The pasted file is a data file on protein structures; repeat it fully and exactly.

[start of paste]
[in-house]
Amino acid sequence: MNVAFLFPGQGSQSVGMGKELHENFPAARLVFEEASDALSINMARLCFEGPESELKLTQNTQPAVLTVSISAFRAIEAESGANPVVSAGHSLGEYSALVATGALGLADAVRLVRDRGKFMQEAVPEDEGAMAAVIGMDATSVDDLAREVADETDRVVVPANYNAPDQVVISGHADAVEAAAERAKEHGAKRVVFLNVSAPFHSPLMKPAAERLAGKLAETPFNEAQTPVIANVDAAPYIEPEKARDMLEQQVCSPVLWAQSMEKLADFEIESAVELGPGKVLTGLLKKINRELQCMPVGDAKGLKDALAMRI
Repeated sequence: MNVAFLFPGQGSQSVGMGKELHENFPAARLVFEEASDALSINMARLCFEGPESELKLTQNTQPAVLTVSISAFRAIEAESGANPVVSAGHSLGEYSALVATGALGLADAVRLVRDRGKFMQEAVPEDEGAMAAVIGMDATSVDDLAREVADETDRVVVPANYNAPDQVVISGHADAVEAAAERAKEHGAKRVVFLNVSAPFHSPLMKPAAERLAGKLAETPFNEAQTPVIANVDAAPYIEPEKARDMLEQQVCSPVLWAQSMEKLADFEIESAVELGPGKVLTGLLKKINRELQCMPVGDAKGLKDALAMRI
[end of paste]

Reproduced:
[in-house]
Amino acid sequence: MNVAFLFPGQGSQSVGMGKELHENFPAARLVFEEASDALSINMARLCFEGPESELKLTQNTQPAVLTVSISAFRAIEAESGANPVVSAGHSLGEYSALVATGALGLADAVRLVRDRGKFMQEAVPEDEGAMAAVIGMDATSVDDLAREVADETDRVVVPANYNAPDQVVISGHADAVEAAAERAKEHGAKRVVFLNVSAPFHSPLMKPAAERLAGKLAETPFNEAQTPVIANVDAAPYIEPEKARDMLEQQVCSPVLWAQSMEKLADFEIESAVELGPGKVLTGLLKKINRELQCMPVGDAKGLKDALAMRI
Repeated sequence: MNVAFLFPGQGSQSVGMGKELHENFPAARLVFEEASDALSINMARLCFEGPESELKLTQNTQPAVLTVSISAFRAIEAESGANPVVSAGHSLGEYSALVATGALGLADAVRLVRDRGKFMQEAVPEDEGAMAAVIGMDATSVDDLAREVADETDRVVVPANYNAPDQVVISGHADAVEAAAERAKEHGAKRVVFLNVSAPFHSPLMKPAAERLAGKLAETPFNEAQTPVIANVDAAPYIEPEKARDMLEQQVCSPVLWAQSMEKLADFEIESAVELGPGKVLTGLLKKINRELQCMPVGDAKGLKDALAMRI